A number of anticipated reforms to the federal Divorce Act scheduled to be implemented on July 1 have now been delayed, according to an announcement dated June 5 from Justice Minister David Lametti. The reason for the delay was cited as the still-lingering effects of the COVID-19 pandemic:
“The COVID-19 pandemic has had a significant impact on the operation of governments, courts and Canada’s family justice system. After consultation with the provinces and territories, we have determined that a delay in the coming into force of changes to the Divorce Act is necessary to ensure they have sufficient time to adjust their laws and regulations to reflect the legislative changes in the Divorce Act. We understand how important the changes to the Divorce Act are to Canadians affected by separation and divorce, especially to vulnerable family members. We are working hard with our partners to implement these changes.”
The changes have now been pushed to March 1, 2021, creating a delay of nearly a year for long-awaited amendments under Bill C-78, aimed at protecting vulnerable family members, particularly children and spouses who have been victims of domestic abuse.
Key changes under Bill C-78 include adjustments to the best interests of the child, custody and access and domestic abuse.
Family law has been moving away from the terminology of ‘custody and access’ for some time now, and the Divorce Act reforms are set to update these terms in the federal statute. Once implemented, the term ‘custody’ will be replaced with ‘parenting time’, and ‘access’ will be replaced with ‘parental decision-making’. These new terms are more aligned with how divorced parents approach parenting in the modern age, and do away with terms that promoted a more adversarial outcome (e.g. a parent ‘winning’ a custody battle). Further, they put more emphasis on the concept of the best interests of the child, focusing on familial relationships.
As Canada has lacked federal statutory guidelines on how to approach a parent’s right to move their child to another jurisdiction, and further away from the other parent. Bill C-78 aims to address this by updating the framework for how these cases will be determined by courts. We have previously written more extensively on this topic and explained how the framework will be implemented here.
The current version of the Divorce Act sets out the factors to be assessed when considering the best interests of the child as the ‘conditions, means, needs, and other circumstances of the child’. Bill C-78 will expand the scope of what courts shoudl take into account when determining a child’s best interests. Firstly, courts will operate under the assumption that a child should have as much time with each parent as possible, with due consideration given to the other factors, which will now include:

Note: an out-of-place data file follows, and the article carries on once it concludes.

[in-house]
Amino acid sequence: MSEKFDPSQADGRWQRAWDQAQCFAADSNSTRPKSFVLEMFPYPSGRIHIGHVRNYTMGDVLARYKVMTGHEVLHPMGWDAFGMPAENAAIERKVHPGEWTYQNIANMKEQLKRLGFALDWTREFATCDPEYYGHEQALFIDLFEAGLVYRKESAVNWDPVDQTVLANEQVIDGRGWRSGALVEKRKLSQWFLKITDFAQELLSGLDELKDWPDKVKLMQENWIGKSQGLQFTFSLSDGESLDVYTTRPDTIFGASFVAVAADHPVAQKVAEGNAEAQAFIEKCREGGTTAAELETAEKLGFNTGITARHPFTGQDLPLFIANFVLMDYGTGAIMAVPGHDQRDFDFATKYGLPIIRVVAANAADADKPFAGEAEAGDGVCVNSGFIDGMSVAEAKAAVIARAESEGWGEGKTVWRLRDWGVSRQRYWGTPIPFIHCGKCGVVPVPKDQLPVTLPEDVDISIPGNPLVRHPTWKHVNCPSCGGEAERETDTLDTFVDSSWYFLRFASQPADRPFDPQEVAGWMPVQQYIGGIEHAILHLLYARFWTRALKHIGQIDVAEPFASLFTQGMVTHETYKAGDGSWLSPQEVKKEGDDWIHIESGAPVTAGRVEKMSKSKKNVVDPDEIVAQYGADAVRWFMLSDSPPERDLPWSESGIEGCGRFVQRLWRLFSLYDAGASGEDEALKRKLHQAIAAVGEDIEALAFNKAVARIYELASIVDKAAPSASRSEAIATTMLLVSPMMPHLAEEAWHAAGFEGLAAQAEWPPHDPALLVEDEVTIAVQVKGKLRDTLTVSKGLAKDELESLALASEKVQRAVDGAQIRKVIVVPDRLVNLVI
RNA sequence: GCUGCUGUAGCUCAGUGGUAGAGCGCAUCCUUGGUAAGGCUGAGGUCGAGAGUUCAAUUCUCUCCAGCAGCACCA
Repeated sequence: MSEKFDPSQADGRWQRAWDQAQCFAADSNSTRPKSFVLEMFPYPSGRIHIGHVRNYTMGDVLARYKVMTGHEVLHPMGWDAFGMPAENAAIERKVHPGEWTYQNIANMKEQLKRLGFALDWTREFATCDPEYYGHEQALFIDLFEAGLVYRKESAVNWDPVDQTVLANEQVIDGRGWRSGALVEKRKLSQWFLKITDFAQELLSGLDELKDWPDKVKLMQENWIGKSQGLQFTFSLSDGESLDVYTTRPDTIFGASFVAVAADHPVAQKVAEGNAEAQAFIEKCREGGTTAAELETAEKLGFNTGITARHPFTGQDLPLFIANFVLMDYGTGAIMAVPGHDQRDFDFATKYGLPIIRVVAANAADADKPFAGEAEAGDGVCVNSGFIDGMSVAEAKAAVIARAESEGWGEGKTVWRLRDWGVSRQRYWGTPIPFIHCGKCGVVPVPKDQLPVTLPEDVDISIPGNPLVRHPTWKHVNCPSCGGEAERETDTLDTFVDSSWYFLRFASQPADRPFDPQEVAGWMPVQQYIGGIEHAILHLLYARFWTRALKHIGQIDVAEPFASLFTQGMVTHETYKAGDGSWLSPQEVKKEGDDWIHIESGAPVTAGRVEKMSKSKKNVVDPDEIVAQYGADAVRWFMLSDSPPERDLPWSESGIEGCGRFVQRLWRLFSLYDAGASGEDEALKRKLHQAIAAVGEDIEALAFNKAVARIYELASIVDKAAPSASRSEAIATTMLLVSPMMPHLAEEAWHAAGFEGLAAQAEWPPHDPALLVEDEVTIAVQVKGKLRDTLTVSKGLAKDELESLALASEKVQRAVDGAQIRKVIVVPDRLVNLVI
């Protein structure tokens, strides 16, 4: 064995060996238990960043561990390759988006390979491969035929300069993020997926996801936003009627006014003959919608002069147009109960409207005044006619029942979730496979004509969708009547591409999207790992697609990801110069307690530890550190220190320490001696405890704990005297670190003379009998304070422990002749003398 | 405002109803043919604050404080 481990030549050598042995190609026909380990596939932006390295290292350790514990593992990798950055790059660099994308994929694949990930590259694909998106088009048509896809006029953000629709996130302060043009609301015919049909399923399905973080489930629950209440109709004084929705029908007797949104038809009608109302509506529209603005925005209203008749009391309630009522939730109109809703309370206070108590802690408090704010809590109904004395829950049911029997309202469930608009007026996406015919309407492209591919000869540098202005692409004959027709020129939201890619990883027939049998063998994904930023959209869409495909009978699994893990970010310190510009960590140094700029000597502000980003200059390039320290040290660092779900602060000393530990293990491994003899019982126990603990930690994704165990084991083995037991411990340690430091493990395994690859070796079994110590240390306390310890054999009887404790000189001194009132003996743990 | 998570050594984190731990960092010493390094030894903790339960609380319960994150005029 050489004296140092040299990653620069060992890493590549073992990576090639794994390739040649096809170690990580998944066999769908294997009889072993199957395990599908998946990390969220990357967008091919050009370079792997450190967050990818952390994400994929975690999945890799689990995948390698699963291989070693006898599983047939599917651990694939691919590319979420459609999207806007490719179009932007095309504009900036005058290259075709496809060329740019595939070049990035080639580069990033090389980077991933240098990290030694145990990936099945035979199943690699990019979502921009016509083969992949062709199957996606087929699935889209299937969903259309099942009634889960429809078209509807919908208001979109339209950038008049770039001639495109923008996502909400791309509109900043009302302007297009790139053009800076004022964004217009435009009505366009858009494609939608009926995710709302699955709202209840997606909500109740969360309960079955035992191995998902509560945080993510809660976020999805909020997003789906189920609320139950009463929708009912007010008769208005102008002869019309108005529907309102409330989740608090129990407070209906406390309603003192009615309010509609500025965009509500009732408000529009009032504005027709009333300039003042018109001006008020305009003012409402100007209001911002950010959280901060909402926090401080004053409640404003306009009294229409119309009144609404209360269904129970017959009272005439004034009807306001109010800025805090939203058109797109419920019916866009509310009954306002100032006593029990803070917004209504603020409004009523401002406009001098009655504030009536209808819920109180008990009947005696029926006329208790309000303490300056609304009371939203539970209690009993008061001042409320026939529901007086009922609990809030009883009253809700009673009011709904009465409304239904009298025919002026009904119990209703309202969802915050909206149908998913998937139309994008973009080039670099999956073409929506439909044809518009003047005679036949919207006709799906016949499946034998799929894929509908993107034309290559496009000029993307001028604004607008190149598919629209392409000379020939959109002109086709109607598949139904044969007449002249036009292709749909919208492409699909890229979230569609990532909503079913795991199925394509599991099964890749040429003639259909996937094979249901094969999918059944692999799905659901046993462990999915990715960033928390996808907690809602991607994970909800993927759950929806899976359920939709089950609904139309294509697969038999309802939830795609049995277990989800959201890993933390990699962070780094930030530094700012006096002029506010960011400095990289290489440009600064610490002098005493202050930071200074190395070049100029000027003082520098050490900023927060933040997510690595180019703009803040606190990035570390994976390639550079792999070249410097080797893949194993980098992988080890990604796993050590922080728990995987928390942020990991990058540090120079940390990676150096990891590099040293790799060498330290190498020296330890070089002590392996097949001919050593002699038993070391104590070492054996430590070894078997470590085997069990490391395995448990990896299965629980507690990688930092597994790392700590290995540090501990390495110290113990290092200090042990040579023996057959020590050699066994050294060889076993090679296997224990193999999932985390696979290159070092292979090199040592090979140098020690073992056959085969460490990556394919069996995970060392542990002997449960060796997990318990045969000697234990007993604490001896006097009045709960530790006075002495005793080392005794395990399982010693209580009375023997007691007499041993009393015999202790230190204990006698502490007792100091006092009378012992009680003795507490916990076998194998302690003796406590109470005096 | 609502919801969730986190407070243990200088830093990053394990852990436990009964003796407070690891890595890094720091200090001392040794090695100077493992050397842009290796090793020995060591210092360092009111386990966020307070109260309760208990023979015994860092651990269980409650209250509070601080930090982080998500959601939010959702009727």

One of the most anticipated reforms under Bill C-78 is the consideration of family violence when a court is making decisions around parenting arrangements. Particularly with respect to violence that can be described as “a pattern of emotionally abusive intimidation, coercion, and control coupled with physical violence”, courts will be required to consider how a history of such behaviour should affect parenting determinations. Violent actions against a domestic partner can affect not only the safety of a child but also their general emotional well-being and mental health in both the short and long term. If a family has a history of violent behaviour, courts must now take that into consideration when determining a parent’s ability to properly care for a child.
With the number of divorces and separations expected to soar now that COVID-19 restrictions are being lifted and people are freer to leave their homes, many are disappointed that these new changes have been postponed. However, some are hopeful that courts will factor these considerations into current decisions even though they are not yet codified in the Divorce Act. According to a recent CTV article:
Wayne Barkauskas, former chair of the Canadian Bar Association’s family law section…is hopeful that judges are aware of the coming reforms and that they will be reflected in parenting decisions regardless of when they actually go into effect.
“A lot of the changes in the Divorce Act, I think courts and the profession have already begun adopting some of the principles contained within the legislation”[.]
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